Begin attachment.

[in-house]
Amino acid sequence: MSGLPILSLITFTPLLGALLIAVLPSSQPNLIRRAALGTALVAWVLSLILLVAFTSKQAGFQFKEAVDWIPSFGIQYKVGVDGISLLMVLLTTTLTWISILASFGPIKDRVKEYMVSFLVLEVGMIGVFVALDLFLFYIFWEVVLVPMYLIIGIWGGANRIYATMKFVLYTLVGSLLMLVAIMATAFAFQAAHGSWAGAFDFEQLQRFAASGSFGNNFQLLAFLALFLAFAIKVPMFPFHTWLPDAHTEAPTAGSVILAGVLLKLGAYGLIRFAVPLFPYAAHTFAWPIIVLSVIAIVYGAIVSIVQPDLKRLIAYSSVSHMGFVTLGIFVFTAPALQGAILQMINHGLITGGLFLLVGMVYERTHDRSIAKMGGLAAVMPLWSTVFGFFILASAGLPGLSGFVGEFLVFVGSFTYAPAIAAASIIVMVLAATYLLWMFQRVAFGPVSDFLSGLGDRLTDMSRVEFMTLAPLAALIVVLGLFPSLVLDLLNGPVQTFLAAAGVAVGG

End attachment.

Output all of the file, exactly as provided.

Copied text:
[in-house]
Amino acid sequence: MSGLPILSLITFTPLLGALLIAVLPSSQPNLIRRAALGTALVAWVLSLILLVAFTSKQAGFQFKEAVDWIPSFGIQYKVGVDGISLLMVLLTTTLTWISILASFGPIKDRVKEYMVSFLVLEVGMIGVFVALDLFLFYIFWEVVLVPMYLIIGIWGGANRIYATMKFVLYTLVGSLLMLVAIMATAFAFQAAHGSWAGAFDFEQLQRFAASGSFGNNFQLLAFLALFLAFAIKVPMFPFHTWLPDAHTEAPTAGSVILAGVLLKLGAYGLIRFAVPLFPYAAHTFAWPIIVLSVIAIVYGAIVSIVQPDLKRLIAYSSVSHMGFVTLGIFVFTAPALQGAILQMINHGLITGGLFLLVGMVYERTHDRSIAKMGGLAAVMPLWSTVFGFFILASAGLPGLSGFVGEFLVFVGSFTYAPAIAAASIIVMVLAATYLLWMFQRVAFGPVSDFLSGLGDRLTDMSRVEFMTLAPLAALIVVLGLFPSLVLDLLNGPVQTFLAAAGVAVGG